But while Mr. Denton says he's been happy with how his writers
and editors have taken to the makeshift publishing system, he can't
help but lament his favorite component of his websites that was
left behind: Kinja, Gawker's new commenting system rolled out this
summer that aims to surface the best comments, and threads of
comments, on individual articles.
"Kinja would be so awesome right now," Mr. Denton said Thursday
afternoon at The Breslin, a New York City restaurant located a few
blocks from the temporary office Gawker has set up for employees on
34th Street in Manhattan. "We had the first really good signs on
the commenting system maybe two or three weeks before Sandy," he
said, referencing Gawker Media site Kotaku's use of Kinja to
crowdsource the best videogame sunsets for a post. "You apply that
to an event like Sandy, where you have a million people with a
story ... it would have been amazing. That's the great missed
So did Mr. Denton consider employing another backup publishing
platform that supports other commenting tools, or looking elsewhere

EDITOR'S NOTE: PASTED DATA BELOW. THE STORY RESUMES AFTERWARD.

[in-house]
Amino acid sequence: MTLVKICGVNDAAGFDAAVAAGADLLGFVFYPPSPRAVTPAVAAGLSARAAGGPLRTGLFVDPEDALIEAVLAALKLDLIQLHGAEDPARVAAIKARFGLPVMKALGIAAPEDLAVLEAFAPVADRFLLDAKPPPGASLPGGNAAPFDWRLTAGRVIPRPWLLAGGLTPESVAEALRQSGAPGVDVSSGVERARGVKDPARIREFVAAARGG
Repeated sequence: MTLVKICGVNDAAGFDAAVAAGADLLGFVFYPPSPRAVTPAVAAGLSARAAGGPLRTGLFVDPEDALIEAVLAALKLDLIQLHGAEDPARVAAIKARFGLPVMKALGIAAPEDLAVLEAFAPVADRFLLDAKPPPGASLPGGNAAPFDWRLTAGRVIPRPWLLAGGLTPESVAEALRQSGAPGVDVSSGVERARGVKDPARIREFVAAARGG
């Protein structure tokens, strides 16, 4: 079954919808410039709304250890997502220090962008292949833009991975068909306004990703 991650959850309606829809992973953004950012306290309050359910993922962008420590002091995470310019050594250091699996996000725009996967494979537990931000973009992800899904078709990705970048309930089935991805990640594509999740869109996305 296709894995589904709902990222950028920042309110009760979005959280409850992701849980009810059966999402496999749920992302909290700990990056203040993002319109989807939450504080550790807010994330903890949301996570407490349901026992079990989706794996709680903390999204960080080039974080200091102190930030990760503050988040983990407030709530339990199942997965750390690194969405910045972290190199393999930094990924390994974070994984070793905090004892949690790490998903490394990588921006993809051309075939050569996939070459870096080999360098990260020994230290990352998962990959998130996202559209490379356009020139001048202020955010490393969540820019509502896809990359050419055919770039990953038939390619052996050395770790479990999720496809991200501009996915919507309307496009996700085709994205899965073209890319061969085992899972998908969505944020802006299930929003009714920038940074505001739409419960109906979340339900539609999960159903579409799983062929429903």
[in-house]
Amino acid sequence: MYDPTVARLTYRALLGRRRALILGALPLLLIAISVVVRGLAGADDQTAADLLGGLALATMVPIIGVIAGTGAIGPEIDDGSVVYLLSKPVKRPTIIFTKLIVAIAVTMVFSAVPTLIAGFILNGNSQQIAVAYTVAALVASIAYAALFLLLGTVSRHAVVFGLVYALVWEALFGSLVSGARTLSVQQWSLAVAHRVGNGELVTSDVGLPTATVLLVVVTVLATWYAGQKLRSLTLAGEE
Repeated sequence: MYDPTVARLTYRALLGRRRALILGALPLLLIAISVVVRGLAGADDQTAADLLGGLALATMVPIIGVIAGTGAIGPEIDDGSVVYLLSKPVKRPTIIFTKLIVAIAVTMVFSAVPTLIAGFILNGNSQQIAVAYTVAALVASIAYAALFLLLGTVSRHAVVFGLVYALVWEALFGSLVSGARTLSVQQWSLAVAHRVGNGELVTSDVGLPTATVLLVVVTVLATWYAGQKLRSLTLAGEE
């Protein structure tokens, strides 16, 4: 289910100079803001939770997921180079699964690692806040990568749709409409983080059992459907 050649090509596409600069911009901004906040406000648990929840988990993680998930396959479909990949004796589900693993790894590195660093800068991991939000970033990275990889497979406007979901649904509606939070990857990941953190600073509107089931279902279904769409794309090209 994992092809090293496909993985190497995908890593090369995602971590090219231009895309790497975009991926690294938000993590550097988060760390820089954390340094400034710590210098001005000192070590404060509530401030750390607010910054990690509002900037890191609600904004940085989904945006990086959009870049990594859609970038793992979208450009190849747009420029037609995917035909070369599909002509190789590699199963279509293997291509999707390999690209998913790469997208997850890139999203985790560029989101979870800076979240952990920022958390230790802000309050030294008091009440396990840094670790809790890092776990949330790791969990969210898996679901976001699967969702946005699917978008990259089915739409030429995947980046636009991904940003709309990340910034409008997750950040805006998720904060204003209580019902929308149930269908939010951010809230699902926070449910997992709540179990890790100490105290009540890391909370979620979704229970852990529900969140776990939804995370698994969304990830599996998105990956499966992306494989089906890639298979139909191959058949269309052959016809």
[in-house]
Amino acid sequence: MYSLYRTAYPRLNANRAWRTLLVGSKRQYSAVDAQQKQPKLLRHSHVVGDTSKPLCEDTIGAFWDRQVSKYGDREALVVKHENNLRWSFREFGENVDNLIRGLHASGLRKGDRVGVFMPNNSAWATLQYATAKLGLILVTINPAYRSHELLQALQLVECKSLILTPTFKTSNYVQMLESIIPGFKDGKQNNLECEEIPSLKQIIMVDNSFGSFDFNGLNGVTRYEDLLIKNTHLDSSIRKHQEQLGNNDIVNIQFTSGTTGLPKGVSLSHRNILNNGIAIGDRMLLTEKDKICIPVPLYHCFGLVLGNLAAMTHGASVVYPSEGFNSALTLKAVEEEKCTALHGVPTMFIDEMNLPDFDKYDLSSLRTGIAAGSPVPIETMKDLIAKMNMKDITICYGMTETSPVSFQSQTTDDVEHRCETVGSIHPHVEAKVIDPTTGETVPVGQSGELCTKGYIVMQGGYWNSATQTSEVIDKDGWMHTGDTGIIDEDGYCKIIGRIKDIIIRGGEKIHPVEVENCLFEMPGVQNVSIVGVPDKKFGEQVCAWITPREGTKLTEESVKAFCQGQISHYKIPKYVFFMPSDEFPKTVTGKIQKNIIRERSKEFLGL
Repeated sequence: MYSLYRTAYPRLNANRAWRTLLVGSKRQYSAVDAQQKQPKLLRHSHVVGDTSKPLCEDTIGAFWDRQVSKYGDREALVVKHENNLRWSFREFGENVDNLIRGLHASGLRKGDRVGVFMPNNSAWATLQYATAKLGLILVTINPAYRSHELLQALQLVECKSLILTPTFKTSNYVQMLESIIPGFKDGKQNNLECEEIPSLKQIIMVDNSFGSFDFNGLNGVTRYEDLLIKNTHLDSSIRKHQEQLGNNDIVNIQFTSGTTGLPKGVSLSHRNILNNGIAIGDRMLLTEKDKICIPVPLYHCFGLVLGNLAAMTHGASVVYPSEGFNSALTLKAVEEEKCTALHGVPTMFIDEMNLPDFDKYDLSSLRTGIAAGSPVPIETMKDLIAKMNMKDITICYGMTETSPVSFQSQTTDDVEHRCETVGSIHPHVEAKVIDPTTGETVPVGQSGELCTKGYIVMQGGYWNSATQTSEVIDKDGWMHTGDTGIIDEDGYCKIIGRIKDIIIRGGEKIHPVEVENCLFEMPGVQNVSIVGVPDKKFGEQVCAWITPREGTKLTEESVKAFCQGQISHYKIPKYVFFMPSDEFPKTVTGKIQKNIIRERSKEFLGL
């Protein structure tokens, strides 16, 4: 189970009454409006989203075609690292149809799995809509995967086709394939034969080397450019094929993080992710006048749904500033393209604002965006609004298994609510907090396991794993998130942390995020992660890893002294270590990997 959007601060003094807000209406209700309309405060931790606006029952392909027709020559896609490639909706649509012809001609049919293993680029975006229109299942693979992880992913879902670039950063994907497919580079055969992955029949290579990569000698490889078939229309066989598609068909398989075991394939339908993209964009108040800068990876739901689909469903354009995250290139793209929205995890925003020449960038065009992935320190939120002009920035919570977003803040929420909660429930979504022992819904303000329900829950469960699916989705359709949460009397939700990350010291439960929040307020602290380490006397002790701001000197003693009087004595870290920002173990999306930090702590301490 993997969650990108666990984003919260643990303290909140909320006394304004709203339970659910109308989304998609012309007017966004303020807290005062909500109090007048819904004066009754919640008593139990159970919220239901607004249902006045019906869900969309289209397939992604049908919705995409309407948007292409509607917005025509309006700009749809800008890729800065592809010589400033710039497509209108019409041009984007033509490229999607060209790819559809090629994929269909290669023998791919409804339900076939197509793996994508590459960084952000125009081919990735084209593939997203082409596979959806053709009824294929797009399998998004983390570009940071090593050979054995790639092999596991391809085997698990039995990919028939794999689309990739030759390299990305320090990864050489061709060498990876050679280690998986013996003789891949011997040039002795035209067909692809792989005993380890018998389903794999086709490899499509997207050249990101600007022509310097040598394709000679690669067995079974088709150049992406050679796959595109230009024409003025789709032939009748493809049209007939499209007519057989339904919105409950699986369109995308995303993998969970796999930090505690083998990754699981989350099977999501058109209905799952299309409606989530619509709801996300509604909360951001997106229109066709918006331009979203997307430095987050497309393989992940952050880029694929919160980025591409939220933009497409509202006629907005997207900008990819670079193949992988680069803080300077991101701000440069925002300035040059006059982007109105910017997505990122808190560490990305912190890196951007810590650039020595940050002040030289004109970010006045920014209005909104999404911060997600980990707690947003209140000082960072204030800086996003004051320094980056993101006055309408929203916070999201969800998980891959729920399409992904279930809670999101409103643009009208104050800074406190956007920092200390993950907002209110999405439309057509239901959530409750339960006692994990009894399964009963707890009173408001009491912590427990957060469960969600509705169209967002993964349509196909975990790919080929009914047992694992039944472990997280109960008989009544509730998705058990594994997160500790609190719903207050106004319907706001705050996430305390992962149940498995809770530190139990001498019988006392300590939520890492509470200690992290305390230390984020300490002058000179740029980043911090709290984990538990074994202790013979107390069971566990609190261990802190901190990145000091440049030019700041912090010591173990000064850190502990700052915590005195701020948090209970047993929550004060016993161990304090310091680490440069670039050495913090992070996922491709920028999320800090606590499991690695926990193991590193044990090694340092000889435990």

to solicit comments?
"They all suck, and I'm not just talking about Disqus," Mr.
Denton blurted out before the entire question left the reporter's
mouth. "Then you have Branch, which is good, but limited. Reddit
has pedophiles. Facebook has idiocy. And Twitter has lies and such
telegraphic short space for comments that there's no potential for
any real discussion."
Tell us what you really think, Mr. Denton. Yet these strong
words don't come as a big surprise considering Mr. Denton built
Kinja to solve this very problem: in his eyes, there's no
commenting system that can intelligently surface really smart or
witty comments to the top while banishing so-called trolling to the
When it became clear on Tuesday that the main sites wouldn't be
back up for at least a few days, Mr. Denton asked his ad team to
look for a sponsor, since most of its advertisers had no interest
in running their campaigns to the backup sites. Working with OMD
Chicago, the backup sites began carrying State Farm sponsorship
Still, this was not exactly new revenue for Gawker; instead,
State Farm simply chose to allocate some of the money it was
already supposed to spend on Gawker properties toward the
sponsorship, according to ad director James Del.
For Mr. Denton, the revenue isn't the main attraction here, he
"A campaign like this is capturing the moment, and capturing
attention," Mr. Denton said. "It works on a media level and a